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Trump’s Islamophobia & the ‘Europeanization’ of US Politics

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Trump’s Islamophobia & the ‘Europeanization’ of US Politics

A Fundamental Critique?

Many commentators as well as politicians in the past few weeks have easily criticized one of the first decrees of the new president of the USA, the ‘Muslim-Ban’, with clear words. This includes not only journalists, but also high-ranking politicians. But looking at Europe’s way of dealing with its Muslims more in detail reveals striking similarities in many ways.

No New Strategies

Both the content and political marketing of Donald Trump’s policies show. Finally, the European critics have been right about breaking innumerable multilateral treaties concluded under international law. Accordingly, the Trump Administration’s strategy focused on emphasizing that there are seven particularly dangerous countries, but not religion as a selection criterion. It was also argued that this list had already been created under Obama. Donald Trump, like every President of a Western democratic political system, was anxious to call the ‘Muslim Ban’ in a different way. With the exception of Switzerland where minarets were openly banned, restrictions of Muslim’s rights to equal treatment are not directly named. Take the ban of the veil for teachers in Germany and for pupils in France. In both countries, no government agency would speak about forbidding Muslim’s rights to work or educate themselves. Rather law makers attempted to frame it within their respective political culture of hard secularism (France) and legal non-recognition of Islam as a religion (Germany).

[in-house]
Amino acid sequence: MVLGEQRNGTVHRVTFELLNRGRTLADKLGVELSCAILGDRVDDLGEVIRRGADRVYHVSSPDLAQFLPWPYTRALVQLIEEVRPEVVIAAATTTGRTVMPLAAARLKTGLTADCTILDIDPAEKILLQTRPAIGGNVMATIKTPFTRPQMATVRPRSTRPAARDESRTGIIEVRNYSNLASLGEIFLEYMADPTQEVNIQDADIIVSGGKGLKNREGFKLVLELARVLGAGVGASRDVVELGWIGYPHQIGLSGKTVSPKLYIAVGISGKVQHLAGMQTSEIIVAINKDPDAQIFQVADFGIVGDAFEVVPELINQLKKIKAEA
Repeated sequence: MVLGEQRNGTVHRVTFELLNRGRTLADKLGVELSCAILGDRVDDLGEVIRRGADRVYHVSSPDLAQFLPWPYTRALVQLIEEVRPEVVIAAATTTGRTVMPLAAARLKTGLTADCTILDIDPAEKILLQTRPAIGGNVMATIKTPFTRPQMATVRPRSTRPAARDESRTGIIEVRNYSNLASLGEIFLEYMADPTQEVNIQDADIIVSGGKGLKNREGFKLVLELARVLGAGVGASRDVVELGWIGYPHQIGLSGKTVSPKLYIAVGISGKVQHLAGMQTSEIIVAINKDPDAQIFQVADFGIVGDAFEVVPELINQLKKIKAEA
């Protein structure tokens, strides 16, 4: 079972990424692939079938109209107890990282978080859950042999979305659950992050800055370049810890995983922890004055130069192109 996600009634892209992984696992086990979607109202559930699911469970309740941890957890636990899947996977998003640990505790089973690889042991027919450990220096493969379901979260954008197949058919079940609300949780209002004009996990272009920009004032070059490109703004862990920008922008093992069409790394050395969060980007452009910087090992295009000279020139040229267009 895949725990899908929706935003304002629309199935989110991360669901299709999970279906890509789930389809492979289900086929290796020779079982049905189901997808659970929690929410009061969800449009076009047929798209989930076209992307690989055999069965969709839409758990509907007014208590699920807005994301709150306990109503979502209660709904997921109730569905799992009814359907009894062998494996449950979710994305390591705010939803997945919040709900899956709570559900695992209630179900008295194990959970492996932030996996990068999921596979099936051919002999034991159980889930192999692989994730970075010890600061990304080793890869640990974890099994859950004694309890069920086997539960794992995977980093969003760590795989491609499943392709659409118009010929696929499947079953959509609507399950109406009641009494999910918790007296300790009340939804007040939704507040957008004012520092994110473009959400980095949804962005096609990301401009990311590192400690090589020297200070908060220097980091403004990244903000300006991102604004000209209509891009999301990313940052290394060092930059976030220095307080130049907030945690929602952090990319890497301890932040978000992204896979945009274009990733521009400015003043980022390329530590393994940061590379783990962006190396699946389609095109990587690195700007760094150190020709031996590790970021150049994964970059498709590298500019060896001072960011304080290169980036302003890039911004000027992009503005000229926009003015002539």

Hiding Islamophobia with Newspeak

Likewise, the Austrian government made it clear that the new law of integration, which is currently under review, does not include a headscarf ban. Rather, the Federal Government had agreed on a “neutrality requirement”. A New-Speak similar to Trump’s, who asked Rudy Guliani to formulate a law-enforced version for the Muslim Ban. In fact, in Austria there is a ban on the wearing of religious symbols, as it was called in public discourse. As such, the headscarf in particular will fall under it, even though the Islamic religious community in Austria has made it clear that the headscarf is not a symbol, but is part of the religious practice and its doctrine. Apart from the legal delicacies and the many problems that could result from this, it became clear that the federal government was aiming to introduce or reinforce such a ban in the professional fields of police, judges and public prosecutors.

No Protest in Europe

While in the US, Donald Trump is confronted with a wide-ranging criticism of opposition, bureaucracy, media, civil society, and even high ranking members of his own Republican Party, European government’s rarely face resistance besides small anti-racist groups. European governments sow themselves in well-being, smile away their discriminatory politics, and rather defend it as necessary means to defend their identities.

The American Hope